4. Nielsen, Søren Albeck, 2023. "Boys left behind: The effects of summer camp and follow-up strategies on academic, personal, and social competencies," Economics of Education Review, Elsevier, vol. 93(C).
    5. Wang, Muwen, 2023. "Opposite-gender friendships and learning performance of students: Evidence from China," International Journal of Educational Development, Elsevier, vol. 101(C).
    6. Daniel Goller & Andrea Diem & Stefan C. Wolter, 2022. "Sitting next to a dropout: Study success of students with peers that came to the lecture hall by a different route," Economics of Education Working Paper Series 0190, University of Zurich, Department of Business Administration (IBW).

    Most related items

    These are the items that most often cite the same works as this one and are cited by the same works as this one.
    1. Devereux, Paul J. & Delaney, Judith, 2021. "Gender and Educational Achievement: Stylized Facts and Causal Evidence," CEPR Discussion Papers 15753, C.E.P.R. Discussion Papers.
    2. Dustmann, Christian & Ku, Hyejin & Kwak, Do Won, 2018. "Why Are Single-Sex Schools Successful?," Labour Economics, Elsevier, vol. 54(C), pages 79-99.
    3. Pregaldini, Damiano & Backes-Gellner, Uschi & Eisenkopf, Gerald, 2020. "Girls’ preferences for STEM and the effects of classroom gender composition: New evidence from a natural experiment," Journal of Economic Behavior & Organization, Elsevier, vol. 178(C), pages 102-123.
    4. Luo, Yiyang & Yang, Songtao, 2023. "Gender peer effects on students’ educational and occupational expectations," China Economic Review, Elsevier, vol. 77(C).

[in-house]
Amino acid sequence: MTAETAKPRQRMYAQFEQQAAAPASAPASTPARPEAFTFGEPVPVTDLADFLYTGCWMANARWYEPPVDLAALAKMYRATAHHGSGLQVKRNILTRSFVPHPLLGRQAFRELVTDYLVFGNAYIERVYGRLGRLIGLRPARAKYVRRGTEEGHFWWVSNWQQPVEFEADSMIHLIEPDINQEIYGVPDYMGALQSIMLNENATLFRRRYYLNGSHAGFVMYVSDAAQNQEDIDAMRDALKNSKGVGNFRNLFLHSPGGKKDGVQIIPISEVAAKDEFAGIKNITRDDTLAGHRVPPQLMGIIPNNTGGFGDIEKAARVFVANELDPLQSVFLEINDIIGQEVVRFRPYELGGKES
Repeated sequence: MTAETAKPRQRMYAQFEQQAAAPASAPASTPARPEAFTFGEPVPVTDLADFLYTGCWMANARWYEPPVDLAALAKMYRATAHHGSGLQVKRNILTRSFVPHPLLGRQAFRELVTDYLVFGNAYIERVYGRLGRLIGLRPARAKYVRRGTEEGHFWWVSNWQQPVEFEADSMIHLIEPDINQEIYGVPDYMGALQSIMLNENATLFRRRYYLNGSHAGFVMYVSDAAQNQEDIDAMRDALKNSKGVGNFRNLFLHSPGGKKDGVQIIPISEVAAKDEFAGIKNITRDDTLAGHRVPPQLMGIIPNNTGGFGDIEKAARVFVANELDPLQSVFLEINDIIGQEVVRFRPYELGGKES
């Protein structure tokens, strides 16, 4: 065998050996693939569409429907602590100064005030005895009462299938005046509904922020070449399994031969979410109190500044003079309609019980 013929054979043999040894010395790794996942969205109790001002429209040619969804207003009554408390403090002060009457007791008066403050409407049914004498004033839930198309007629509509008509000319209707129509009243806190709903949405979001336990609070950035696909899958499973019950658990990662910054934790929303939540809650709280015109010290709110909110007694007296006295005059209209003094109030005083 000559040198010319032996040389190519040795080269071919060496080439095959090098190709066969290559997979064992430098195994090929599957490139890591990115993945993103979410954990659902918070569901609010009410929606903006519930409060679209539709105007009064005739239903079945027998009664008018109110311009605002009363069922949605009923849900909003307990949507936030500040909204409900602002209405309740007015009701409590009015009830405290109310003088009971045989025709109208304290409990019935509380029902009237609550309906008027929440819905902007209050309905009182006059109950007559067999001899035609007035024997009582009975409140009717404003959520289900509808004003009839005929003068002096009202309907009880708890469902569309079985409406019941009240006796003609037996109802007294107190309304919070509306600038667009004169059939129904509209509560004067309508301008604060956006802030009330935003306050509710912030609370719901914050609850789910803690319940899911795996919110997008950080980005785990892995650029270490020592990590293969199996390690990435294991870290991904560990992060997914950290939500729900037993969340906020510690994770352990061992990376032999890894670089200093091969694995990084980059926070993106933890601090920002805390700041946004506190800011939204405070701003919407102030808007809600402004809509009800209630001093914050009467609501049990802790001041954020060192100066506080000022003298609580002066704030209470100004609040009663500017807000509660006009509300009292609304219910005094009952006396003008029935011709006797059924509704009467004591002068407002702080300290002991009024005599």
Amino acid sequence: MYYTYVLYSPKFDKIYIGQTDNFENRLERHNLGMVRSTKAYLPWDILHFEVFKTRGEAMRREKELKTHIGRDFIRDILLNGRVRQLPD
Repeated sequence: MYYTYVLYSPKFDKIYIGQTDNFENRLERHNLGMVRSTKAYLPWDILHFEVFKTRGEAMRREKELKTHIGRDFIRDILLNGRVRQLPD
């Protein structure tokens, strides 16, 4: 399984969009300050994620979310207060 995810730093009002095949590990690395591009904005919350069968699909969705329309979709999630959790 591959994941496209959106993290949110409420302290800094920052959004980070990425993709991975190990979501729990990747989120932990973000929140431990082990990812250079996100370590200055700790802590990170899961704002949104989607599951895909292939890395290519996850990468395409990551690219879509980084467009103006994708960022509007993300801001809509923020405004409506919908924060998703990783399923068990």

5. Modena, Francesca & Rettore, Enrico & Tanzi, Giulia, 2021. "Does Gender Matter? The Effect of High Performing Peers on Academic Performances," IZA Discussion Papers 14806, Institute of Labor Economics (IZA).
    6. Anne Ardila Brenøe & Ulf Zölitz, 2020. "Exposure to More Female Peers Widens the Gender Gap in STEM Participation," Journal of Labor Economics, University of Chicago Press, vol. 38(4), pages 1009-1054.
    7. Alexandra de Gendre & Nicolás Salamanca, 2020. "On the Mechanisms of Ability Peer Effects," Melbourne Institute Working Paper Series wp2020n19, Melbourne Institute of Applied Economic and Social Research, The University of Melbourne.
    8. Daniel Borbely & Jonathan Norris & Agnese Romiti, 2023. "Peer Gender and Schooling: Evidence from Ethiopia," Journal of Human Capital, University of Chicago Press, vol. 17(2), pages 207-249.
    9. Guo, Yuhe & Li, Shaoping & Chen, Siwei & Tang, Yalin & Liu, Chengfang, 2022. "Health benefits of having more female classmates: Quasi-experimental evidence from China," Economics of Education Review, Elsevier, vol. 91(C).
    10. Braakmann, Nils & McDonald, Stephen, 2018. "Student exposure to socio-economic diversity and students’ university outcomes – Evidence from English administrative data," MPRA Paper 90351, University Library of Munich, Germany.
    11. Eisenkopf, Gerald & Hessami, Zohal & Fischbacher, Urs & Ursprung, Heinrich W., 2015. "Academic performance and single-sex schooling: Evidence from a natural experiment in Switzerland," Journal of Economic Behavior & Organization, Elsevier, vol. 115(C), pages 123-143.
    12. Modena, Francesca & Rettore, Enrico & Tanzi, Giulia Martina, 2022. "Asymmetries in the gender effect of high-performing peers: Evidence from tertiary education," Labour Economics, Elsevier, vol. 78(C).
    13. Patacchini, Eleonora & Fernández, Raquel & Cools, Angela, 2019. "Girls, Boys, and High Achievers," CEPR Discussion Papers 13754, C.E.P.R. Discussion Papers.